US vaccine shortages force cancellations and postponements
Some COVID-19 vaccination sites in New York City began canceling or postponing shots or stopped making new appointments Thursday amid vaccine shortages around the U.S. that President Joe Biden has vowed to turn around.
Smaller-than-expected deliveries from the federal government have caused frustration and confusion and limited states' ability to attack the outbreak that has killed over 400,000 Americans. Over the past few days, authorities in California, Ohio, West Virginia, Florida and Hawaii warned that their supplies were running out.
Vaccinations in New York haven’t stopped, but demand for the shots now far exceeds the number of doses available, Mayor Bill de Blasio said.
“It’s just tremendously sad that we have so many people who want the vaccine and so much ability to give the vaccine, what’s happening?” he said. “For lack of supply, we’re actually having to cancel appointments.”
Over the past two weeks, states, at the urging of the Trump administration, rapidly expanded their vaccination drives to people 65 and older, which has raised expectations of availability and created greater demand.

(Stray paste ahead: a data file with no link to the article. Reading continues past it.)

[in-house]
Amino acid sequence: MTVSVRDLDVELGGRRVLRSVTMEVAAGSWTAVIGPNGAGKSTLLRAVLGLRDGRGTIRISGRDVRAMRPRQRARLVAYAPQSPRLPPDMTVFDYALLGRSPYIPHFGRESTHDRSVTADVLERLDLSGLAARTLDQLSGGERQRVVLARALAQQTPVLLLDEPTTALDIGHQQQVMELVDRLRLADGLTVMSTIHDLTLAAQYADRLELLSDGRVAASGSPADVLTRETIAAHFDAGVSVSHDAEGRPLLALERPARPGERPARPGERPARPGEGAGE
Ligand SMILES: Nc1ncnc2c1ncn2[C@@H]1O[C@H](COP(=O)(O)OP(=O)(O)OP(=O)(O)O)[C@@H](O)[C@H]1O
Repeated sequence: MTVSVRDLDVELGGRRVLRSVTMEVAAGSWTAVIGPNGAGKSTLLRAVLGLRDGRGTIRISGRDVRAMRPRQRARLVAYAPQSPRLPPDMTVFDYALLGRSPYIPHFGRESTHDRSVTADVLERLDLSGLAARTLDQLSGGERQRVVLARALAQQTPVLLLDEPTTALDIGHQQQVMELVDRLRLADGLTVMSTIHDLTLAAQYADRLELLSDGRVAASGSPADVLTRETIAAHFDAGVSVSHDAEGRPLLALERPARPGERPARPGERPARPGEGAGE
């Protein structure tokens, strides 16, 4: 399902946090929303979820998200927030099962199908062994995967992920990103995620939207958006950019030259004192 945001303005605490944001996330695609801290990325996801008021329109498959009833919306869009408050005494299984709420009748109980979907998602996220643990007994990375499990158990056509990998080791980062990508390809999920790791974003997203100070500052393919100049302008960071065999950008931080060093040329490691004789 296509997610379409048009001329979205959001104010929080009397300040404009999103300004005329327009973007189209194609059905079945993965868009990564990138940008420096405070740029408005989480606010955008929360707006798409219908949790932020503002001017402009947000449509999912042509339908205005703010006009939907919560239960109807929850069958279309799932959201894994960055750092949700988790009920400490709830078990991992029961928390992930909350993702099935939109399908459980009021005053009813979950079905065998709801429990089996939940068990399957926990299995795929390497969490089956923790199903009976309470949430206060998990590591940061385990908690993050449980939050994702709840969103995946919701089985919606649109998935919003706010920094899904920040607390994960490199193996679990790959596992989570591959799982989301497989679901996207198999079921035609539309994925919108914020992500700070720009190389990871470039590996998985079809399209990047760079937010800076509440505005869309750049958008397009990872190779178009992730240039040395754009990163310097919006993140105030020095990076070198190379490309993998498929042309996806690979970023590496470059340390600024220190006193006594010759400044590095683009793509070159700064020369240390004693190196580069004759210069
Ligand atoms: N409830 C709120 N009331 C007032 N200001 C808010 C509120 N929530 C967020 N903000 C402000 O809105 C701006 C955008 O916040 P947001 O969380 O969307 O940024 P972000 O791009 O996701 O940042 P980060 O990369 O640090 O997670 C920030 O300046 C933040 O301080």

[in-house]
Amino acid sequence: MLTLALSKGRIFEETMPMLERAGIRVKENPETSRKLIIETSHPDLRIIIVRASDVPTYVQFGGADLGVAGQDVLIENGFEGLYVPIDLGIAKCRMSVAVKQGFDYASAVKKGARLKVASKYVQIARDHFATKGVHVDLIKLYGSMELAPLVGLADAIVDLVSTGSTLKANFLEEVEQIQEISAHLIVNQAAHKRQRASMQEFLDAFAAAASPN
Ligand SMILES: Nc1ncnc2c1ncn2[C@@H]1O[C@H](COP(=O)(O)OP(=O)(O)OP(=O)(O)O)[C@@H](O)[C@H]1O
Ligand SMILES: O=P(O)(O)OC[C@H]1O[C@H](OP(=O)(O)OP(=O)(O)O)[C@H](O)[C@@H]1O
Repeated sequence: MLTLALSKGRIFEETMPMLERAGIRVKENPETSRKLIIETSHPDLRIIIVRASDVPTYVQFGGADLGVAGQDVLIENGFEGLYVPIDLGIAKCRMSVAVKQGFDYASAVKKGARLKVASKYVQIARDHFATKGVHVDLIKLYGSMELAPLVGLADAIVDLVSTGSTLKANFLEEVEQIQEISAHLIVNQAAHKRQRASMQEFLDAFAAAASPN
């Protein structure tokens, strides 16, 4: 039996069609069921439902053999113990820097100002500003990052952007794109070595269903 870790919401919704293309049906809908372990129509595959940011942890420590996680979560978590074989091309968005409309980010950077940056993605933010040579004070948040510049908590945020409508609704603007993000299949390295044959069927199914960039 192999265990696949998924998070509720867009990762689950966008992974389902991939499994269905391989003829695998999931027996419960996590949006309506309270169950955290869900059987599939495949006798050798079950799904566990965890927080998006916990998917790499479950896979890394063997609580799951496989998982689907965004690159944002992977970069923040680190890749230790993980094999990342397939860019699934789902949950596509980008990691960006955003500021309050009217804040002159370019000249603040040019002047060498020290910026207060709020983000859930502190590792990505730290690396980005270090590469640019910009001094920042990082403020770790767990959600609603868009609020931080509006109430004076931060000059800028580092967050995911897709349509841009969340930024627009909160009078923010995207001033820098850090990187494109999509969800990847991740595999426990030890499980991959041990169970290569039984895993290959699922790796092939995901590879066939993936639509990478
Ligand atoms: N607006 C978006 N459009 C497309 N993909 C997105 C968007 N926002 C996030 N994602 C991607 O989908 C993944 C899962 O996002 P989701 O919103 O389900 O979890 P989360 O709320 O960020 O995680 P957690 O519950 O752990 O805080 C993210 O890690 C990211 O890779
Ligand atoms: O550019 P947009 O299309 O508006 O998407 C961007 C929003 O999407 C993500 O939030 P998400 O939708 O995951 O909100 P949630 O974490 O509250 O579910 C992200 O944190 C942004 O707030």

The Health and Human Services Department suggested last week that states' expectations for how much vaccine was on the way were off the mark.
But Dr. Marcus Plescia of the Association of State and Territorial Health Officials said opening vaccine eligibility broadly to people 65 and older was done too soon, before supply could catch up.
“We needed steady federal leadership on this early in the launch,” Plescia said. “That did not happen, and now that we are not prioritizing groups, there is going to be some lag for supply to catch up with demand.”
Supply will pick up over the next few weeks, he said. Deliveries go out to the states every week, and...